A Smarter Way to Using Queue Rules

Are you using Kustomer’s Queues and Routing, and want your Queue Rules to be smarter, fewer, and easier to manage?

This is also for any organization just starting to build out their routing structure and want to spend less management overhead from the get-go.

Granted, you can create up to 100 Queue Rules. But managing 20 is certainly better than having to track and update 100.

The solution? Queue Keys!

When creating a queue, in addition to the Queue Name, you have the option to specify its Queue Key.

A queue key is a way of identifying a queue with a string. Think of this key like a shortcode you can use to refer to that queue.

Here is an example of a queue created with a queue key:

In the above example, you can create other language-based chat queues, such as:

Queue Display Name: Spanish Chat Queue

Queue Key Name: chat.es

Queue Display Name: French Chat Queue

Queue Key Name: chat.fr

Queue Display Name: German Chat Queue

Queue Key Name: chat.de


If you created Queue Rules using no queue keys, you would need 4 queue rules for each of these languages, with each queue rule similar to the below:

Now, this is where using Queue Keys becomes the smarter choice.

When you have a number of queues with a similar purpose but a slight variation, such as the above (chat conversations in various languages), rather than building multiple queue rules, you can just create one rule to route all those chats to their respective queues.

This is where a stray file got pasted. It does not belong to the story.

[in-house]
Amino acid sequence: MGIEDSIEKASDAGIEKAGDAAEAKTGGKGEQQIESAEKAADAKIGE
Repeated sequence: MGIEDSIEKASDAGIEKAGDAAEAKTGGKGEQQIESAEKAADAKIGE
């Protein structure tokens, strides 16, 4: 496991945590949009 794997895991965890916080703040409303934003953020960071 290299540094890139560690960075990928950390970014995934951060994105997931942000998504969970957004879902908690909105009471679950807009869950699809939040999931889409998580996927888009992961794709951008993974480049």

In our example case, a single Queue Rule can simply verify that the conversation channel is chat and what its language is.

Language is a standard conversation attribute, with the name defaultLang, therefore this attribute can be accessed in its raw format as conversation.defaultLang (see the raw formats of attributes in the Klasses section of your instance).

Continuing with our example, I would thus use the queue key chat.{{conversation.defaultLang}}.

I included chat as a string, because chat is the common word in my queue keys (chat.en, chat.es, chat.fr etc) and the language is the variable part, so I enclose that with {{}} and it will render that value when the queue rule finds the respective queue. So chat.{{conversation.defaultLang}} will become chat.fr for a conversation whose channel is chat and whose language is French.

Here is what such a Queue Rule might look like using this queue key:

If no matching queue key is found based on the conversation’s language (e.g. the conversation’s Default Language is Portuguese and you do not have an active queue with the queue key chat.pt, the rendered result would then be just chat. and no queue would be found.  The conversation would then get sent to the Default Queue.

You can easily use Conversation, Customer and Message attributes in queue keys. Simply change the word conversation to the name of the Klass you want to use (e.g. customer.locations or message.preview).  

Last but not least, you can also use custom attributes in queue keys, which is great!

Let’s say you have a custom attribute called Contact Reason in the Conversation Klass. This would look like conversation.custom.contactReasonTree.

And you have 3 contact reasons: Inquiry, Order, and Post-sale.

You may have your queues created with queue keys like the below for inquiries as an example:


Your queue rule to route email conversations based on their Contact Reason would look like the below:


For more details on creating Queue Rules, feel free to check out our Help Article here.
Have fun exploring Queues and Routing!